|The basic element of the IDR engine is two intermeshing rotors. Click to enlarge.|
A South African inventor has developed a new engine concept—the Intermeshing Differential Rotors (IDR) engine—intended to provide a better power-to-mass ratio, improved efficiency, reduced manufacturing cost and durability than current engines. The company commercializing the concept, IDR-Technology, introduced the IDR engine at the 2008 SAE World Congress last month in Detroit, where it won an AEI Tech Award.
The engine is based on two rotors that intermesh but turn at different speeds and alter the speed ratio between them. The rotors alternately drive the engine, with the combustion chamber forming between the intermeshing arms of the two rotors.
The rotor with the biggest leverage on the other rotor will drive the engine or part of a revolution (both rotors will turn). Then the other rotor will have the advantage and turn both rotors.
Combustion occurs every time the rotors exchange angular velocity ratios. The change in roles occurs 12 times per engine revolution—each rotor driving 6 times—producing 12 combustion events. Combustions occur every 30 degrees of outward axle movement, giving IDR technology its high power-to-mass ratio.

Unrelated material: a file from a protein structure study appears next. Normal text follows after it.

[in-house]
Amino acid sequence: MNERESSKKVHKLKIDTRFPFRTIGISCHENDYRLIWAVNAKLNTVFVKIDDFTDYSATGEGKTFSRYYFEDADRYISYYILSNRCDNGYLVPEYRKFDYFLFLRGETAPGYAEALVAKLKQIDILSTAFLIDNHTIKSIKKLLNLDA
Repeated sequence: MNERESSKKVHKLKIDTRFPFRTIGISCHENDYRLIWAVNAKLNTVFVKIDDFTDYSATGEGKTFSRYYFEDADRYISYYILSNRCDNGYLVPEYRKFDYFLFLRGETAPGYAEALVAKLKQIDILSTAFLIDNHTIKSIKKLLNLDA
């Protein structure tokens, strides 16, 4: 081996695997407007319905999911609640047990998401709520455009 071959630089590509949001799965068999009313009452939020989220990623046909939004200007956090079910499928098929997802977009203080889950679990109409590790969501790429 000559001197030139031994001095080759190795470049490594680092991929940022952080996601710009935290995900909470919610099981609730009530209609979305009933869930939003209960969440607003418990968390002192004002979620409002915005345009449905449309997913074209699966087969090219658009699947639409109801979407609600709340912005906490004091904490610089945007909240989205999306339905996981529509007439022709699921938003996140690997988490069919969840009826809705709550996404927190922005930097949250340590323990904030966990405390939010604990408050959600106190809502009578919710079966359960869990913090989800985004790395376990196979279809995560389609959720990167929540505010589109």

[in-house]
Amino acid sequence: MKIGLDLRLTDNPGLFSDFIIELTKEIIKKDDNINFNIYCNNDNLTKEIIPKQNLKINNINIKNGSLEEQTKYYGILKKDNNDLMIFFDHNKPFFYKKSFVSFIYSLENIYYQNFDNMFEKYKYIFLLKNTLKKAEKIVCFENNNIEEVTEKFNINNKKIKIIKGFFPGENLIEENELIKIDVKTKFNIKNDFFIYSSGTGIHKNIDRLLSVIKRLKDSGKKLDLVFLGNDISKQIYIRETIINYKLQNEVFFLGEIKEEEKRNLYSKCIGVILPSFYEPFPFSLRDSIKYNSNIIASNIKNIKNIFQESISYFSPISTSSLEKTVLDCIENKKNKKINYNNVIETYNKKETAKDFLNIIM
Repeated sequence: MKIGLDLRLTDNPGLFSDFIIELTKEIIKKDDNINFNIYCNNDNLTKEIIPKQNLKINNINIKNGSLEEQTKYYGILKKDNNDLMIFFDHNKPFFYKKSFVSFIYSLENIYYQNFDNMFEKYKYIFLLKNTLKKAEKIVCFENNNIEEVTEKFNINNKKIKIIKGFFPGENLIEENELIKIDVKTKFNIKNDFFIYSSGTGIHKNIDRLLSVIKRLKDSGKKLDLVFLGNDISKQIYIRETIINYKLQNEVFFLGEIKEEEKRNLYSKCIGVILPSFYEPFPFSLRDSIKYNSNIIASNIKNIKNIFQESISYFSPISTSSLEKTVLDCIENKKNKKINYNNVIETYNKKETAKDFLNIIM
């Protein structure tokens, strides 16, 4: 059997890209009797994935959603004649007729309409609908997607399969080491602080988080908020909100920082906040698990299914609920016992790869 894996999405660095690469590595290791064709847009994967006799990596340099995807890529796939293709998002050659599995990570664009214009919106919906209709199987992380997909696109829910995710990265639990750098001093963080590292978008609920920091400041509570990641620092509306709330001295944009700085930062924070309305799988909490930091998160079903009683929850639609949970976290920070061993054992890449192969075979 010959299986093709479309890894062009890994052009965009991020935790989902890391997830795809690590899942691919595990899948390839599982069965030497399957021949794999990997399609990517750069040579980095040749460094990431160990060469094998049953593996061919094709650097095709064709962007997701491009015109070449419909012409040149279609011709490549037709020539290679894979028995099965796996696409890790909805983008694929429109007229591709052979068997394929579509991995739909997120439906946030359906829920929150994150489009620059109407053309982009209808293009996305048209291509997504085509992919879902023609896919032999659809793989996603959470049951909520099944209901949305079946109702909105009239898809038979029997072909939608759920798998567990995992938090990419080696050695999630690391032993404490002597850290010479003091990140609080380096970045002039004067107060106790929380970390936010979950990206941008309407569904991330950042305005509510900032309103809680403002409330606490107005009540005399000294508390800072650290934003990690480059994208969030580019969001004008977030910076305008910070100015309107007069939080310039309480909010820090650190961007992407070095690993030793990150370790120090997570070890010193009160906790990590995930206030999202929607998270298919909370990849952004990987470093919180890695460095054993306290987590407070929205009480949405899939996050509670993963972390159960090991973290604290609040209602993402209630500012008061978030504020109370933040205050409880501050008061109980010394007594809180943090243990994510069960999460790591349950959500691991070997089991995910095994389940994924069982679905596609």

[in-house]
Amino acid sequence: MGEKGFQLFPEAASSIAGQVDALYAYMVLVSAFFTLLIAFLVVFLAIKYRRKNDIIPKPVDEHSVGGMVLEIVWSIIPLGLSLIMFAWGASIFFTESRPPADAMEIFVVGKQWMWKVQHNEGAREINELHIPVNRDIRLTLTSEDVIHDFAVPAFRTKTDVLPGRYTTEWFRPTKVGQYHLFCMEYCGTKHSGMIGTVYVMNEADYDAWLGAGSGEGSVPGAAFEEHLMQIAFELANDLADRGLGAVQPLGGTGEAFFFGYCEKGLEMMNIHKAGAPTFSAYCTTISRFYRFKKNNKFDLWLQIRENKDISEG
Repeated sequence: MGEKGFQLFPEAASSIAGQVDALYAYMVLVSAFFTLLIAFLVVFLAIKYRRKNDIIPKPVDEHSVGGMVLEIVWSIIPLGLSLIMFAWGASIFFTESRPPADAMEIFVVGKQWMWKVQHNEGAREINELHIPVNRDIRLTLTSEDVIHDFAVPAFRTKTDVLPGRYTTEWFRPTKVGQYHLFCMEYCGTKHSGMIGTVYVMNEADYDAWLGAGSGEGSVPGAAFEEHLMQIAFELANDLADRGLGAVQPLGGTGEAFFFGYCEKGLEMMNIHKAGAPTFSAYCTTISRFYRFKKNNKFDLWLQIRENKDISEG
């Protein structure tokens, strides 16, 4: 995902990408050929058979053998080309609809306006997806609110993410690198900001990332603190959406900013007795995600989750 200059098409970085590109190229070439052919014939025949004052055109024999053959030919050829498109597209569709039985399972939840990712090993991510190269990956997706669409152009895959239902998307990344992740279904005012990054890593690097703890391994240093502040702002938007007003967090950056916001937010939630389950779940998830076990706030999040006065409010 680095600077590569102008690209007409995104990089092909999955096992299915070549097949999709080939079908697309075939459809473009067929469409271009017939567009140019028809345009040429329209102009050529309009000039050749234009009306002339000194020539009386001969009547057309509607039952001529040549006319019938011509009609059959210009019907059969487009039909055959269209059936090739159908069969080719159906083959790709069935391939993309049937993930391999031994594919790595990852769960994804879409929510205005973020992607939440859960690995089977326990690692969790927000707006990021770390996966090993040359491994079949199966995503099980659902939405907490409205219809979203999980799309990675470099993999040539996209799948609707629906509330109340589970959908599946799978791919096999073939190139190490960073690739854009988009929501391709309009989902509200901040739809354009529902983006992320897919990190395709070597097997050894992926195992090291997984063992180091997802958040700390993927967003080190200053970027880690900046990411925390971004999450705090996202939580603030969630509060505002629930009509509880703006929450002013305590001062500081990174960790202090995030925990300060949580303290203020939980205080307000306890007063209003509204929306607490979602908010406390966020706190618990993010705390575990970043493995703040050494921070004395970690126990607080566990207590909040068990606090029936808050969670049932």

The IDR engine has a 3-stage compression and 3-stage expansion cycle. The distance between the two parallel axles of the rotors corresponds to the stroke of a piston engine. The closer they are the greater the “stroke” and the more volume is swept.
The height of the rotors corresponds to the diameter of a piston in a piston engine. The longer the rotors are axially the greater the swept volume will be for a specific axle separation.
High compression ratios of up to 25:1 are possible, and variable intake and exhaust displacement volumes can be created by changing the outer housing shape and position. Multistage compression and expansion cycles can improve efficiencies.
The company, which is filing forpatents on the IDR technology, is seeking early-stage investment.
Animation of the IDR engine.